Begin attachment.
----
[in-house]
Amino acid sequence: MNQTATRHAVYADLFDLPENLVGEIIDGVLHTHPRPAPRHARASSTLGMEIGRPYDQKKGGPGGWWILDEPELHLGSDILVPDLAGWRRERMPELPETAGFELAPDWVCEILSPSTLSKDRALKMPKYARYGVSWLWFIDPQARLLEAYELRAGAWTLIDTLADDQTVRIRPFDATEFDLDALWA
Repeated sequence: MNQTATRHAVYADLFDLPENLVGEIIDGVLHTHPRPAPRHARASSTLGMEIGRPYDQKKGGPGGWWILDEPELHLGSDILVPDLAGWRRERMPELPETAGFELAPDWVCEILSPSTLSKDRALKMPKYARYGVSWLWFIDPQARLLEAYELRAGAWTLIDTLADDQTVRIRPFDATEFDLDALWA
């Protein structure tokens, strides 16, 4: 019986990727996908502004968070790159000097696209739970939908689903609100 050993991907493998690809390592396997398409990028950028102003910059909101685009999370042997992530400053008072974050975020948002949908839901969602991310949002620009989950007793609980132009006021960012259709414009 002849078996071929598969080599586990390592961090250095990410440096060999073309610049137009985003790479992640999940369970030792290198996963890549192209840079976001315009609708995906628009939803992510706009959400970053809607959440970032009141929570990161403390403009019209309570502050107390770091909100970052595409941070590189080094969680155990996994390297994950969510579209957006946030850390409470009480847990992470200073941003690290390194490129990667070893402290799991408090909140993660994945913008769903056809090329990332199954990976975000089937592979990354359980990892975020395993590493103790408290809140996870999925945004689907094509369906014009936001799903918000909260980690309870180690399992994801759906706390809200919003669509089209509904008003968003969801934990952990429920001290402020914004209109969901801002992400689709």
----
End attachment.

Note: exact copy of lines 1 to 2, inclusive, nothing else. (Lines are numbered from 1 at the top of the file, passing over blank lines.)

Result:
[in-house]
Amino acid sequence: MNQTATRHAVYADLFDLPENLVGEIIDGVLHTHPRPAPRHARASSTLGMEIGRPYDQKKGGPGGWWILDEPELHLGSDILVPDLAGWRRERMPELPETAGFELAPDWVCEILSPSTLSKDRALKMPKYARYGVSWLWFIDPQARLLEAYELRAGAWTLIDTLADDQTVRIRPFDATEFDLDALWA